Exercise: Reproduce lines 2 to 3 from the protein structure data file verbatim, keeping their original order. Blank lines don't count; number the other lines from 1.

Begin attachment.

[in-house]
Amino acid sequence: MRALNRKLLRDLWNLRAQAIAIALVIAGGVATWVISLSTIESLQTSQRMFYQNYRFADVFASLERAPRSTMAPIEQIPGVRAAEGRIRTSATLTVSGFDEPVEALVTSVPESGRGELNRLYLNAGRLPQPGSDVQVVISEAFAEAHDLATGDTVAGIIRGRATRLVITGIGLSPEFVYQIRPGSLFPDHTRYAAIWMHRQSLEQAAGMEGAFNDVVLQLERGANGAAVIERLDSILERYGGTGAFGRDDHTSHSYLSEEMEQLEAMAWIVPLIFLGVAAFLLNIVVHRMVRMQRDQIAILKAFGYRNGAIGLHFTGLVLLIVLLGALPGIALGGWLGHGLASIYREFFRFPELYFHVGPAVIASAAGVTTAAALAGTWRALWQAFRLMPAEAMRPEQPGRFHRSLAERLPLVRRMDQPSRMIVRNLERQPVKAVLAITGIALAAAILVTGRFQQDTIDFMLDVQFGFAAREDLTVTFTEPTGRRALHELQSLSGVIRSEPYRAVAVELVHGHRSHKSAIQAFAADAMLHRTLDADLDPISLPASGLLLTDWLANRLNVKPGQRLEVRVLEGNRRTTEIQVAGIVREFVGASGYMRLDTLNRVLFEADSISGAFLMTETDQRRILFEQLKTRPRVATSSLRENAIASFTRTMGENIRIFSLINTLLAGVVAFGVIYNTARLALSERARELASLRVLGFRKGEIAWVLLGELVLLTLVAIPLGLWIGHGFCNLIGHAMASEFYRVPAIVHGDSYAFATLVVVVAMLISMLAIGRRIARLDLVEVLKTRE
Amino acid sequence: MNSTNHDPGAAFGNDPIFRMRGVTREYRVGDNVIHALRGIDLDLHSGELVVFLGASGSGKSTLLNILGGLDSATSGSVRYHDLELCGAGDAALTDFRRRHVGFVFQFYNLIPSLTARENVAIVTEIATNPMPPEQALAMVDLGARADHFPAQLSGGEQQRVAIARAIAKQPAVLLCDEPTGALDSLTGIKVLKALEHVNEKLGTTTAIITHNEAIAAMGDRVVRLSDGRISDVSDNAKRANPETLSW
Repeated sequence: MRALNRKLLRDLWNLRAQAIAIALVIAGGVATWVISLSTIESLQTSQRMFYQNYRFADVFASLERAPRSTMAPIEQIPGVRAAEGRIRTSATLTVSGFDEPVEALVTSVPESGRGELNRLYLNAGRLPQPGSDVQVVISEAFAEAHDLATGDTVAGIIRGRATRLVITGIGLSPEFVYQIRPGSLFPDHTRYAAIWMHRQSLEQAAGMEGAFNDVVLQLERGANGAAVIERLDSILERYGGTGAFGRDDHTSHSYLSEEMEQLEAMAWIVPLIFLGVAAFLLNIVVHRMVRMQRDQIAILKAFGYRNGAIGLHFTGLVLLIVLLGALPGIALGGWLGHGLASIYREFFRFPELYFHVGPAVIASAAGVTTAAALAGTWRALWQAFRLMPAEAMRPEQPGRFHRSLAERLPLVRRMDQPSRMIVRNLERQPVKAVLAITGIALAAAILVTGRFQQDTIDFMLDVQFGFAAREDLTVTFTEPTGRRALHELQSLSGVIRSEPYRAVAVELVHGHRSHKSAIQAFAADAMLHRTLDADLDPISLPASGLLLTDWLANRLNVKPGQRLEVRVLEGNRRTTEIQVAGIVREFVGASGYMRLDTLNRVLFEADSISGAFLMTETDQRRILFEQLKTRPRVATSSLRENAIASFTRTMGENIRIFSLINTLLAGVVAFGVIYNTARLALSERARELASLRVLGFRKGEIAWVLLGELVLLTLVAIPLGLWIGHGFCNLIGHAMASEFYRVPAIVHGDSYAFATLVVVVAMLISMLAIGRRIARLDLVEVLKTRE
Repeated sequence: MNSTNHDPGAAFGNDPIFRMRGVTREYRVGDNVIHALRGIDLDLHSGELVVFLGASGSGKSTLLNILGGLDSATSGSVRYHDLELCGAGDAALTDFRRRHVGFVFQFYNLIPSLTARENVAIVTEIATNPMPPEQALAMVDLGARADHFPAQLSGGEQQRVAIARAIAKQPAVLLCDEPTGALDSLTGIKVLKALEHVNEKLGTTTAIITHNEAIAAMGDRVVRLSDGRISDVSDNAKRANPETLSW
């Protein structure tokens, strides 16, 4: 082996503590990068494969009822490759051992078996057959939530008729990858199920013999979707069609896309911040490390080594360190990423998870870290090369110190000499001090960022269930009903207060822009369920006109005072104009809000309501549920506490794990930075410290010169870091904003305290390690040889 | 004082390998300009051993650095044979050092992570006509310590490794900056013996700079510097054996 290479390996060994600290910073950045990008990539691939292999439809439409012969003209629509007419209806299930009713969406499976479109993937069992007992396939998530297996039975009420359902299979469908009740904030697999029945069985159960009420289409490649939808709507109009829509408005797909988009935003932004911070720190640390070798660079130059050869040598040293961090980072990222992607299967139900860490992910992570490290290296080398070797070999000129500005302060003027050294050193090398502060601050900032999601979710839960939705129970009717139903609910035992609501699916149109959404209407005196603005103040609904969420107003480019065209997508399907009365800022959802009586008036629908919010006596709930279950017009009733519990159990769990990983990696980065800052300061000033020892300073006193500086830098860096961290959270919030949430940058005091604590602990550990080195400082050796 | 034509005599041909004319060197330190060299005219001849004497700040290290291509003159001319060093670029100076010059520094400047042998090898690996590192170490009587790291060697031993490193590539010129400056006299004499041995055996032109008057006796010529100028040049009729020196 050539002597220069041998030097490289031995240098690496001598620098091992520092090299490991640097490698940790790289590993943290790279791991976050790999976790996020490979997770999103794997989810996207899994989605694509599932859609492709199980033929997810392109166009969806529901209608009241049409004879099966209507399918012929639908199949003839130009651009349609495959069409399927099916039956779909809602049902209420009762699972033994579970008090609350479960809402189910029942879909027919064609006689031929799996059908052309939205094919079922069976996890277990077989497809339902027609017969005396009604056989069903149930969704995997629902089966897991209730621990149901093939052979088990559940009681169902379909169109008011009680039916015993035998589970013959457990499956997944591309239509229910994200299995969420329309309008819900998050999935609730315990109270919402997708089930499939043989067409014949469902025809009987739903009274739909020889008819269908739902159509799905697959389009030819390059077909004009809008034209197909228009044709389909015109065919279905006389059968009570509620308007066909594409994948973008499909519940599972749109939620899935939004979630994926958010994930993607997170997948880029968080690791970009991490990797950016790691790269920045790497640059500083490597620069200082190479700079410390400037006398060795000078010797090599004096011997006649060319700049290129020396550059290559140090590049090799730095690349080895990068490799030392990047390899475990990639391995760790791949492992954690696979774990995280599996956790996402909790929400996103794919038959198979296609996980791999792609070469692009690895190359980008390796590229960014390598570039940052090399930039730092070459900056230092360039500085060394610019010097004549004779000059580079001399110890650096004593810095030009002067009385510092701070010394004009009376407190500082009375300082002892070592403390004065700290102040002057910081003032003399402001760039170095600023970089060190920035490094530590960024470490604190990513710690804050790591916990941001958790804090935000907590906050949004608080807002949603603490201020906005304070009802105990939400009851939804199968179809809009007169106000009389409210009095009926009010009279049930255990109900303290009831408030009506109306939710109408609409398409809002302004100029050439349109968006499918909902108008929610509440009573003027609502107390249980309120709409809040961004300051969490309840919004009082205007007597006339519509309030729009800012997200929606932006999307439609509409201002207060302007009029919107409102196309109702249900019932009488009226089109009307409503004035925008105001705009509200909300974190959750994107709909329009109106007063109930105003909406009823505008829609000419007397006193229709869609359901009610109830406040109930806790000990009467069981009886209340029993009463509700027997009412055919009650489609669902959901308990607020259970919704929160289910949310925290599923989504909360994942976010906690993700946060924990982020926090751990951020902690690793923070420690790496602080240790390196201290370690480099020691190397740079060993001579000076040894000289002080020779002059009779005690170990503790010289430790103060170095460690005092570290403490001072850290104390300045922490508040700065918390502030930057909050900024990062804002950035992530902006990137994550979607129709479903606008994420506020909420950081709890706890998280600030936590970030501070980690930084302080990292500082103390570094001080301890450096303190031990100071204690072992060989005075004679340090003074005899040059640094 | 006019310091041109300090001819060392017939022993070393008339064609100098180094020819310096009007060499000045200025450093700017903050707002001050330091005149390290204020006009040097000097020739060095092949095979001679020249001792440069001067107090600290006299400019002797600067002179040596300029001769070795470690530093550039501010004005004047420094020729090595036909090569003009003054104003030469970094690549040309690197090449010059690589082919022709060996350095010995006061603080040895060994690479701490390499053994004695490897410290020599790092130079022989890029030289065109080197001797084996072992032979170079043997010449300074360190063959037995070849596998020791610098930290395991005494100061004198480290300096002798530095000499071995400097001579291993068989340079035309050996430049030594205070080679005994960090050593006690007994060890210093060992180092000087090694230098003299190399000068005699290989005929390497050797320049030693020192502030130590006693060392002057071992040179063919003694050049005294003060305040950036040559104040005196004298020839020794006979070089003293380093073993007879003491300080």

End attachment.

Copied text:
Amino acid sequence: MRALNRKLLRDLWNLRAQAIAIALVIAGGVATWVISLSTIESLQTSQRMFYQNYRFADVFASLERAPRSTMAPIEQIPGVRAAEGRIRTSATLTVSGFDEPVEALVTSVPESGRGELNRLYLNAGRLPQPGSDVQVVISEAFAEAHDLATGDTVAGIIRGRATRLVITGIGLSPEFVYQIRPGSLFPDHTRYAAIWMHRQSLEQAAGMEGAFNDVVLQLERGANGAAVIERLDSILERYGGTGAFGRDDHTSHSYLSEEMEQLEAMAWIVPLIFLGVAAFLLNIVVHRMVRMQRDQIAILKAFGYRNGAIGLHFTGLVLLIVLLGALPGIALGGWLGHGLASIYREFFRFPELYFHVGPAVIASAAGVTTAAALAGTWRALWQAFRLMPAEAMRPEQPGRFHRSLAERLPLVRRMDQPSRMIVRNLERQPVKAVLAITGIALAAAILVTGRFQQDTIDFMLDVQFGFAAREDLTVTFTEPTGRRALHELQSLSGVIRSEPYRAVAVELVHGHRSHKSAIQAFAADAMLHRTLDADLDPISLPASGLLLTDWLANRLNVKPGQRLEVRVLEGNRRTTEIQVAGIVREFVGASGYMRLDTLNRVLFEADSISGAFLMTETDQRRILFEQLKTRPRVATSSLRENAIASFTRTMGENIRIFSLINTLLAGVVAFGVIYNTARLALSERARELASLRVLGFRKGEIAWVLLGELVLLTLVAIPLGLWIGHGFCNLIGHAMASEFYRVPAIVHGDSYAFATLVVVVAMLISMLAIGRRIARLDLVEVLKTRE
Amino acid sequence: MNSTNHDPGAAFGNDPIFRMRGVTREYRVGDNVIHALRGIDLDLHSGELVVFLGASGSGKSTLLNILGGLDSATSGSVRYHDLELCGAGDAALTDFRRRHVGFVFQFYNLIPSLTARENVAIVTEIATNPMPPEQALAMVDLGARADHFPAQLSGGEQQRVAIARAIAKQPAVLLCDEPTGALDSLTGIKVLKALEHVNEKLGTTTAIITHNEAIAAMGDRVVRLSDGRISDVSDNAKRANPETLSW